Sachar was loath to being seen as a ‘retired judge’ or a ‘retiree’ of any variety. His life is a lesson and a conversation with future judges and all those who engage with the law, on the necessity of using law to do what it must – ensure that the most powerless get heard and be their voice if they don’t. He evaded the trappings of suit-boot and there is an incident which he describes which would make all readers smile. He had adopted Indian clothing early in life, having been rebuffed in a locality when out on union work with workers for wearing trousers and a shirt. As he became a judge he was told it was high time he switched to regular court clothes. He breezily, in his characteristic manner, told the lawyer off – his contention was, that when he had been wearing an achkan and pyjama in other people’s courts, then surely, he could continue to do so “in my own”. That ended the matter and Sachar was never seen in Western attire after that.
He was to be best identified in his last years for documenting the social, economic and educational backwardness of Indian Muslims as the head of the prime minister’s high-level committee on the subject appointed by Dr Manmohan Singh’s government. It provided documentation that changed the discourse on Muslims for a long time to come, both outside and within the community. It shifted the discussion sharply away from identity to those of entitlement and empowerment. The report resulted in important questions being asked of the community’s own commitment to these issues. At the same time, it also took the wind out of the sails of those who spoke of Muslims in the same breath as ‘appeasement’. It is another matter that just eight years after that, things dramatically altered, regressing rapidly back from identity and becoming about security and even existence.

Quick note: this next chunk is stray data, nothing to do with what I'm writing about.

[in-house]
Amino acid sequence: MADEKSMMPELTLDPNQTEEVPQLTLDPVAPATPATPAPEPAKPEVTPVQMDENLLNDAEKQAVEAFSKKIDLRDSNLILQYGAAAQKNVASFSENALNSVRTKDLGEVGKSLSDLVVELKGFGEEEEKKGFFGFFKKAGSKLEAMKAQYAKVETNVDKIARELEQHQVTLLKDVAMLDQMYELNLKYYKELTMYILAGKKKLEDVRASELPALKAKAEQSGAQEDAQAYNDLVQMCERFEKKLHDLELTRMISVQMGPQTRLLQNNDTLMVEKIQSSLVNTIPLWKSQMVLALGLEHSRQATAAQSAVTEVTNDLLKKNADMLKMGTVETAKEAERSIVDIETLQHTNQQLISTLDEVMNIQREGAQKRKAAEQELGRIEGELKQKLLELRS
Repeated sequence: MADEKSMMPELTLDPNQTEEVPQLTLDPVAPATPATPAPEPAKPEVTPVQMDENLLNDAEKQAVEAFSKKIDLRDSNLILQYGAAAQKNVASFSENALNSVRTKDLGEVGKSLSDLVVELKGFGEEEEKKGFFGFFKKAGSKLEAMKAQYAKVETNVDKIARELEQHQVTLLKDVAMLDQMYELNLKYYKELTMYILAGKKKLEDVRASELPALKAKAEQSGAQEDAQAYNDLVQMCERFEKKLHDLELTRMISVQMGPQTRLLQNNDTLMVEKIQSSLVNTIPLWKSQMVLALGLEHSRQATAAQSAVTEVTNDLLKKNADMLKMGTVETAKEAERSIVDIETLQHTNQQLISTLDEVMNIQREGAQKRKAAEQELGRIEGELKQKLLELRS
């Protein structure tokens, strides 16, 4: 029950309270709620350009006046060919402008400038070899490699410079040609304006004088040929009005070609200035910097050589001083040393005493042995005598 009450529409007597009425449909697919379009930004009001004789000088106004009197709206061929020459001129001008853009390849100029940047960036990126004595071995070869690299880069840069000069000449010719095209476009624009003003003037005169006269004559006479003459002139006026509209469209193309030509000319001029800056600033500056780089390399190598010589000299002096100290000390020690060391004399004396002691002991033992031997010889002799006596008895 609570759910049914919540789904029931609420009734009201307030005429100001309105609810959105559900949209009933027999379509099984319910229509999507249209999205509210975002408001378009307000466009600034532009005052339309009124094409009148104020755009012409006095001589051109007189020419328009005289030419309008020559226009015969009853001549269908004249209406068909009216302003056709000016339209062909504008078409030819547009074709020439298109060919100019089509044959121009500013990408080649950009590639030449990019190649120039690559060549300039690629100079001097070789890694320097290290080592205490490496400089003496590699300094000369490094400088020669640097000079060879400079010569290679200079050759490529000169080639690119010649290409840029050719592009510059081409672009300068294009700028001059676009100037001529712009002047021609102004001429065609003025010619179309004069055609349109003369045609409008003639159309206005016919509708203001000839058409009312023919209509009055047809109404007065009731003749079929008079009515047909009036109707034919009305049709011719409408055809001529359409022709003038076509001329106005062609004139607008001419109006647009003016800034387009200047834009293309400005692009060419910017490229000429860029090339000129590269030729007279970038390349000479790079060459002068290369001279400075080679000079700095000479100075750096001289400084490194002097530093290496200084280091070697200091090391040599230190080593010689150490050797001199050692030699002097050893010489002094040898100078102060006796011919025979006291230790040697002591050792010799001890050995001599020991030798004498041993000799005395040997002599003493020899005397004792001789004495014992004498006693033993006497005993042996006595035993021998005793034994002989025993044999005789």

Had he lived longer, Justice Sachar would have had plenty to say on the protests last year against the linking of citizenship with religion via new citizenship laws. But we know what he thought about this linkage the last time it was made. It then managed to reach its dreaded conclusion, resulting in his eviction from his own home in Lahore. Maybe it is okay that he did not have to relive his memories all over again.
Seema Chishti is a journalist based in New Delhi.